Financial Conduct Authority (FCA) enforcement activity against both firms and individuals fell in the last financial year, ending 31 March 2023, according to the findings of a freedom of information (FOI) request published by global law firm Reed Smith.
The data revealed that in the last financial year the number of enforcement cases opened against firms fell by 67% – to 26 from 79.
Cases opened against individuals fell by 33% to 74 from 111. The downwards trend was also reflected in the number of cases closed against both firms and individuals, which fell by 10% and 44%, respectively in the last financial year.
Romin Dabir, partner at Reed Smith, said: “It is difficult to determine exactly why enforcement activity is falling, though it is possible that it is related to a backlog of issues created by the covid-19 pandemic. It could also be that the drop in cases opened has occurred because the FCA has devoted resources to closing cases it has already opened.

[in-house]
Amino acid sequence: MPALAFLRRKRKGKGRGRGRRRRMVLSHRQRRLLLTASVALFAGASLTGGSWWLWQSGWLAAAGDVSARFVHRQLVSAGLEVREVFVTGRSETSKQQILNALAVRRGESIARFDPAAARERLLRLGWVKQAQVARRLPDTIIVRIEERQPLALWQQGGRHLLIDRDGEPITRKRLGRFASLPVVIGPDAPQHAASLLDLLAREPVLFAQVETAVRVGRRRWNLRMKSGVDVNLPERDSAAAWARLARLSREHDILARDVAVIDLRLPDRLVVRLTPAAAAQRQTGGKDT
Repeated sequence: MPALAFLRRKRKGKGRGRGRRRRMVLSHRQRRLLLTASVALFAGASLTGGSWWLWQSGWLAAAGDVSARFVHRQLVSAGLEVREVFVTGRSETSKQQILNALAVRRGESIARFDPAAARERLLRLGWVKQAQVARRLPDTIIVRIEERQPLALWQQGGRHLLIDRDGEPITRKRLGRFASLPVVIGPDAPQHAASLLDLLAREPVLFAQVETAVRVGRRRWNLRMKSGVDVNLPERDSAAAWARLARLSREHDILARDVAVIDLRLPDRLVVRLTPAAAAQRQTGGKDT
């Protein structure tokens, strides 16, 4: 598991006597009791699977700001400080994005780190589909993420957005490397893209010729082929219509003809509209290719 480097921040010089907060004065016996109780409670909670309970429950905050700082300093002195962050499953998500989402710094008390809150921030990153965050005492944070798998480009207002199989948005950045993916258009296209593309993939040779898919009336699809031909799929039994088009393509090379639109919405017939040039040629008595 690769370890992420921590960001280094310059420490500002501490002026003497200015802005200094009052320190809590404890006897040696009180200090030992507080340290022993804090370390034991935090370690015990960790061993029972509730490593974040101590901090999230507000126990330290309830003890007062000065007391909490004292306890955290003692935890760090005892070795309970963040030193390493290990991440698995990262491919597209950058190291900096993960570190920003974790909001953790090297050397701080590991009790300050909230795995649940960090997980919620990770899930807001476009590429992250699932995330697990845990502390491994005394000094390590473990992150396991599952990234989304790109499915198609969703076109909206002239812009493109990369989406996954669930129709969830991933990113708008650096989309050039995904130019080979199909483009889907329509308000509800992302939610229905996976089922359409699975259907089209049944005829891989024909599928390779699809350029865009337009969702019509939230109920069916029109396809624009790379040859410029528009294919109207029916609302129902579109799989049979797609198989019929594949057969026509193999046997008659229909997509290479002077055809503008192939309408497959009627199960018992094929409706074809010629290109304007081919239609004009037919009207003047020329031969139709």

“The relative decline in enforcement activity may also reflect the government’s current objective to increase the competitiveness of the City of London. It is possible that the FCA may be adopting a lighter regulatory touch on certain issues than in previous years.
“Having said that, it’s important to note that on a number of issues, be it insider trading or operating a collective investment scheme without being authorised, the FCA has continued to take action with activity levels remaining high.
“It could well be that the last year is something of an aberration as there is good evidence to suggest that in the first few months of the new financial year the FCA has redoubled its efforts. Consequently, we could see an uptick in enforcement activity in the not-too-distant future.”